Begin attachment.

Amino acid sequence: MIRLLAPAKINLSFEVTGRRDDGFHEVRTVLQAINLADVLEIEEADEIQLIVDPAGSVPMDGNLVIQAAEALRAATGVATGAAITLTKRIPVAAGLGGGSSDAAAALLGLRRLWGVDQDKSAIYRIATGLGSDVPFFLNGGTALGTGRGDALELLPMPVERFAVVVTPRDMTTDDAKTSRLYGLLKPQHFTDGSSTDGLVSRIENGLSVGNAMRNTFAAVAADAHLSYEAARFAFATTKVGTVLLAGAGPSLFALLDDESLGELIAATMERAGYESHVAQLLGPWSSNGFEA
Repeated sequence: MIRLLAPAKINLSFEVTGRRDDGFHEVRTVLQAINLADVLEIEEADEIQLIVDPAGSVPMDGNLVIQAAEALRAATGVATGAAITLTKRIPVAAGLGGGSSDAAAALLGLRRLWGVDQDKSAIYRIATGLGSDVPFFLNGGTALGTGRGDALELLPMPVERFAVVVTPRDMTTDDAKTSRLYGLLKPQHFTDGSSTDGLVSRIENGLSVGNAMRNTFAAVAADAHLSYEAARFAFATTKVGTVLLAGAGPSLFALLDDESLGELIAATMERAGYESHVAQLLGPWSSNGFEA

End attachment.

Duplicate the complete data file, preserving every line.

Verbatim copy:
Amino acid sequence: MIRLLAPAKINLSFEVTGRRDDGFHEVRTVLQAINLADVLEIEEADEIQLIVDPAGSVPMDGNLVIQAAEALRAATGVATGAAITLTKRIPVAAGLGGGSSDAAAALLGLRRLWGVDQDKSAIYRIATGLGSDVPFFLNGGTALGTGRGDALELLPMPVERFAVVVTPRDMTTDDAKTSRLYGLLKPQHFTDGSSTDGLVSRIENGLSVGNAMRNTFAAVAADAHLSYEAARFAFATTKVGTVLLAGAGPSLFALLDDESLGELIAATMERAGYESHVAQLLGPWSSNGFEA
Repeated sequence: MIRLLAPAKINLSFEVTGRRDDGFHEVRTVLQAINLADVLEIEEADEIQLIVDPAGSVPMDGNLVIQAAEALRAATGVATGAAITLTKRIPVAAGLGGGSSDAAAALLGLRRLWGVDQDKSAIYRIATGLGSDVPFFLNGGTALGTGRGDALELLPMPVERFAVVVTPRDMTTDDAKTSRLYGLLKPQHFTDGSSTDGLVSRIENGLSVGNAMRNTFAAVAADAHLSYEAARFAFATTKVGTVLLAGAGPSLFALLDDESLGELIAATMERAGYESHVAQLLGPWSSNGFEA